2020 needs to be the year where we decide the future of the Apprenticeship Levy. What does the Government need to do to revive this crucial training pathway?
As Head of Education at the Confederation of British Industry (CBI), my time was dominated by trying to make the Apprenticeship Levy work, writes John Cope, now Deputy Director at Public First. My work in this field led me to one conclusion: we need to hit pause and have a proper debate about what the Levy is trying to achieve.
I am certainly not saying the Levy has been a failure. Rewind to when it was launched and its purpose was clear: plug a hole in the Department for Education’s budget and keep the foot down to continue the amazing growth in apprenticeships since 2010. The aims were solid and necessary to ensure technical education and apprenticeships continue to be a great start to a career. Importantly, the Levy has rightly held employers’ feet to the fire, forcing them to invest much more in training and to debate their recruitment strategies. Based on these measures, it’s been a success.
However, two years on from its introduction, apprenticeship starts are becoming increasingly subdued and young people are losing out the most. The Levy has counterintuitively become overspent (yes … really) meaning funds are now being rationed for smaller firms, and questions are being asked about whether it really ought to be used for middle and senior managers to benefit from degree level apprenticeships. About a quarter of employers write the Levy off as a tax, according to CBI data, with many others grumbling, with some justification, about bureaucracy and lack of apprenticeship providers. So, how do we square this circle? The Levy is bureaucratic and expensive and isn’t delivering the number of apprentices it set out to achieve. One thing is for sure, 2020 needs to be the year we decide the future of the Levy.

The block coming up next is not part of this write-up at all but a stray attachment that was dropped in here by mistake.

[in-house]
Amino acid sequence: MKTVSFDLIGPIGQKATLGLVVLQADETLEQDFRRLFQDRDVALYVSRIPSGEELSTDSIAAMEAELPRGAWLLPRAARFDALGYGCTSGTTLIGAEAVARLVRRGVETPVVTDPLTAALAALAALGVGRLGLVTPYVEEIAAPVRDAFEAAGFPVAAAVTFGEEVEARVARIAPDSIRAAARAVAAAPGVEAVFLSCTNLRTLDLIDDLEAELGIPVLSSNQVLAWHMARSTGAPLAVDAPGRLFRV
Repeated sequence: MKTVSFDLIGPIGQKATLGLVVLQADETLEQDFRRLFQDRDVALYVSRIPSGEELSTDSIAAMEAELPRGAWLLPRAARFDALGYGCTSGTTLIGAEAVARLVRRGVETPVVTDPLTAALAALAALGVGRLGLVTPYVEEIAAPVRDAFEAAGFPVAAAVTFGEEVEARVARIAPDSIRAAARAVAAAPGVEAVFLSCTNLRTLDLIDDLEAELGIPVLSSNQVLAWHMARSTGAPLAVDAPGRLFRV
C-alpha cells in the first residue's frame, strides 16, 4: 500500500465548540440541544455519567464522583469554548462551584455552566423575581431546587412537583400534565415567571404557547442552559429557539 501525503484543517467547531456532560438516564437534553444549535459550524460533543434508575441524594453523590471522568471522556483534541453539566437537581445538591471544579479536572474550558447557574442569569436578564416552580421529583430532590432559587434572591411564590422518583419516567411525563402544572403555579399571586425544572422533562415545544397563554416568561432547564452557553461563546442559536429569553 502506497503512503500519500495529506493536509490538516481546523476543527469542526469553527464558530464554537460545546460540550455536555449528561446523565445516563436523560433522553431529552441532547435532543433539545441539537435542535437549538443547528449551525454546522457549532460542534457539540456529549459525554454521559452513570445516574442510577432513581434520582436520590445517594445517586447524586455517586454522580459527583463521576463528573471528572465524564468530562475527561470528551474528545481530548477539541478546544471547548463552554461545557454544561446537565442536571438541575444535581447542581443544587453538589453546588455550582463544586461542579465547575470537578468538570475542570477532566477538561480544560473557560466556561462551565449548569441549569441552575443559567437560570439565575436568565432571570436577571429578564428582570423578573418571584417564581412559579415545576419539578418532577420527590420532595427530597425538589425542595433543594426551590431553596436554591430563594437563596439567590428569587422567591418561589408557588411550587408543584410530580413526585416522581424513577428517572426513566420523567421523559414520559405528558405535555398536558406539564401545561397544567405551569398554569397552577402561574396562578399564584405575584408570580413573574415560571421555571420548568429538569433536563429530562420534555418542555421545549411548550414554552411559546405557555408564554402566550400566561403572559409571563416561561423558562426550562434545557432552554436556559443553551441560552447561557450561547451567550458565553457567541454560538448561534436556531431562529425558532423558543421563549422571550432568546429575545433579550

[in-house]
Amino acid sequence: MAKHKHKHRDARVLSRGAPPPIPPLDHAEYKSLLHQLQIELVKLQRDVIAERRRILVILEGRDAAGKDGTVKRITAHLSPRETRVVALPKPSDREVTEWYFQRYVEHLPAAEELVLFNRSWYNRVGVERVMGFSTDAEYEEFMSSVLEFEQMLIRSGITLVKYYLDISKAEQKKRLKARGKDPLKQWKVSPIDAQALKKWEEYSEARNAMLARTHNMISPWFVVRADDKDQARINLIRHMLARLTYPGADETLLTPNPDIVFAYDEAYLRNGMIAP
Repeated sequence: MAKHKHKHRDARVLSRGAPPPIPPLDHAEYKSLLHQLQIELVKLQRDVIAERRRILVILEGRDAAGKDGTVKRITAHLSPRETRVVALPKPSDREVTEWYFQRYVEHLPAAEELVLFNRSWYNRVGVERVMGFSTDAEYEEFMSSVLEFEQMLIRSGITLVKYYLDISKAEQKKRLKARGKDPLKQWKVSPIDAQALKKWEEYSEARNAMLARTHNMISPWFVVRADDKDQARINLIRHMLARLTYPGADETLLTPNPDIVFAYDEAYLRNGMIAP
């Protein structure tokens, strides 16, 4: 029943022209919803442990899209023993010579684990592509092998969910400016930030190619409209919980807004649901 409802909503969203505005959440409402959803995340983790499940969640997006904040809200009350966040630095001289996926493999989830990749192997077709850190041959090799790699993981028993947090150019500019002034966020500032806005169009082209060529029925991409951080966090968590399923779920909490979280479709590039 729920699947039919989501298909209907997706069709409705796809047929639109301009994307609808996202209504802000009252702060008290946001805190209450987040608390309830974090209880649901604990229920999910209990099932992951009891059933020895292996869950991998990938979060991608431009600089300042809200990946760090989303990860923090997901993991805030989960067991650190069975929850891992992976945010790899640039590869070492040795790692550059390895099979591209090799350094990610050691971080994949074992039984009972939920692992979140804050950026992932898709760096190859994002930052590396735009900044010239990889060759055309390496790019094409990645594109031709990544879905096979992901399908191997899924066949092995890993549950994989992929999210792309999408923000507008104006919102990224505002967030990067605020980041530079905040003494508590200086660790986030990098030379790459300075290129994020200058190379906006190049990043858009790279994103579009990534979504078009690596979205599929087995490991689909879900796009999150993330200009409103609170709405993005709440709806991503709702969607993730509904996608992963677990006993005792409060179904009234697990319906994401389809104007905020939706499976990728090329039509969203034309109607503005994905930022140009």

“The Levy is bureaucratic and expensive and isn’t delivering the number of apprentices it set out to achieve” – John Cope, Deputy Director, Public First
Finding a way forward
If I were Chancellor of the Exchequer, what would I announce in the March Budget? This is the question I’m mulling over at Public First, the education consultancy I’ve recently joined. Levy reform is heavy on the minds of many of our clients and is clearly a policy area in need of attention.
Start with transparency
Firstly, I would come clean about what’s going on with the Levy. I would explain how it’s possible for employers to read in the news that the Levy is overspent, but then to look at their Levy account and see unspent funds. I would see my moment at the despatch box as a chance to do what should have been done from the start. That is, explain how the levy system works, what is being funded, how contributions are being spent and what the huge growth in degree apprenticeship means. I would even highlight how big businesses, that pay the Levy, inadvertently subsidise smaller businesses when they hire apprentices, without even realising what the money is being spent on. This would mean confirming, from the despatch box, that a reasonable forecast of the Levy has it running out of cash within approximately two years. Change is, therefore, inevitable.